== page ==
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  • Postmortem: TILTit

    [01.30.20]
    - Mathias Berglund

  • What went wrong?

    Not planning before writing code

    At the beginning of the project I was eager to see results and started to write code without planning ahead on how to accomplish what I was attempting to do, resulting in an unstructured buggy mess of collection of scripts that either had to be rewritten or sometimes felt like a house of cards ready to fold at any time. Its fun to see quick results, but it's not fun to maintain unstructured and badly planned code. Thinking things through before starting to code anything would have saved me a lot of time in the long run.

    Lack of marketing and optimistic deadlines

    As I was developing TILTit I focused completely on the development part, only showing the game to close friends as things progressed. I intended to start marketing the game and focus only on marketing two months before its release by setting up a steam page, contacting curators and streamers and mailing review keys to the press. However, I was to optimistic with my deadlines and ended up working on the game up until the last week before releasing the game making the marketing content lacking. In hindsight I probably should have delayed the release.

    Selecting the wrong niche to work in

    If you look at similar games on Steam, it is clear that falling blocks puzzle games is a niche market dominated by Tetris much like the MMO market niche is dominated by World of Warcraft. Even established franchises like Puyo Puyo Champions currently sits at 317 reviews making me believe that this particular niche is too hard to compete in as Tetris probably already is the perfect falling blocks puzzle game. As a contrast to Puyo Puyo Champions, Puyo Puyo Tetris currently sits at 2645 reviews.

    Some numbers

    When TILTit released on Steam October 18th 2019 it had 41 wishlists. Now two and a half months after its release the current wishlist count is up at 162 wishlists. TILTit sold 5 units during the release week. It has since sold 7 more units during the Winter sale. The lifetime conversion rate on wishlists is 5.4% which seems to be the average number to expect.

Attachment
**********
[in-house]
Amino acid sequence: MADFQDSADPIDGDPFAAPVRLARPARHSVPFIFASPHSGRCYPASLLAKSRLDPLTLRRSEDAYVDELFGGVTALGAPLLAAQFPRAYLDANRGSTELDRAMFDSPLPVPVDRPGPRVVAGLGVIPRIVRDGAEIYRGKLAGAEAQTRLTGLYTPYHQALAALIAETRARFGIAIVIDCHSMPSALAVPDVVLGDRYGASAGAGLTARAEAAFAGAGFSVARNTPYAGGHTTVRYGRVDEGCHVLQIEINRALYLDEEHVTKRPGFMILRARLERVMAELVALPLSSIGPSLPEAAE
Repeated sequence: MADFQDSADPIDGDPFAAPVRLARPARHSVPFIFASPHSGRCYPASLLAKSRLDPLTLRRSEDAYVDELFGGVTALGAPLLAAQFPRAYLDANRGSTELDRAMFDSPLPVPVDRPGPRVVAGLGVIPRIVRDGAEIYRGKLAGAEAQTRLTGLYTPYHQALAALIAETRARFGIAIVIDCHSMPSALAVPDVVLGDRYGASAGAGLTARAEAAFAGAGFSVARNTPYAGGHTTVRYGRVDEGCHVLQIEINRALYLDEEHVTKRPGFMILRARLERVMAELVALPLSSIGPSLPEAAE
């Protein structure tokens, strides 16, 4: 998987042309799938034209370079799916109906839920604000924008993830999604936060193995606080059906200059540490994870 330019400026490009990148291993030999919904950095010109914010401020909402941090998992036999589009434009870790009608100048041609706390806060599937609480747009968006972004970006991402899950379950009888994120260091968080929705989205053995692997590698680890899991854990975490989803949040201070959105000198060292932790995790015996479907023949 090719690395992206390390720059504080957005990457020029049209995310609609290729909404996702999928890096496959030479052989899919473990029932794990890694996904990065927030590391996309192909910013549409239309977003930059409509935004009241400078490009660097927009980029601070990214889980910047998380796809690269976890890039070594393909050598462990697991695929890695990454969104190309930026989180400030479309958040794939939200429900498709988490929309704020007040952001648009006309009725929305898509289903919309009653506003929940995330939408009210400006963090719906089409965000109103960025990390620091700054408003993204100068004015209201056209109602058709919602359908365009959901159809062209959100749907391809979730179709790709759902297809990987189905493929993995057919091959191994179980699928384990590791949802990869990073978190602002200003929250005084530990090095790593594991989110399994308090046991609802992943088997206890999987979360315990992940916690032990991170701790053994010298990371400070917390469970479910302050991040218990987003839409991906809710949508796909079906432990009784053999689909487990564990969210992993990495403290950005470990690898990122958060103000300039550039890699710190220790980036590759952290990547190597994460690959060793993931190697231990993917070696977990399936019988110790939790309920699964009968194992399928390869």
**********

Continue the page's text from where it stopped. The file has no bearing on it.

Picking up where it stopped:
The lifetime traffic on the store so far is 185 546 impressions while the click rate is 12.72% at 23 607 visitors. The highest peak of visitors came on January the 5th at 3126 visitors where 3102 of those where by direct navigation, this however did not result in an increase of wishlists or any sales.

    Summary

    When it comes to economics TILTit is looking like a complete failure and in this I'm in no way unique. It might be that the game does not appeal to people in its niche, or is seemingly simplistic while actually being a very challenging game as it requires you to plan ahead while keeping an eye at all times on the physics driven balance keeping the player on its toes and constantly engaged. My guess however is that I completely underestimated the importance of marketing done properly, as well as failing to analyze the market niche before hand. The upside however is that I finally made a game of my own - a dream since I started tinkering with my Amiga 500 during the early 90ies.

    Feel free to check out TILTit here:

    TILTit Steam storepage

    MABE Play website

    Trailer on Youtube.com

    Thank you for taking your time reading this postmortem.
    Mathias Berglund

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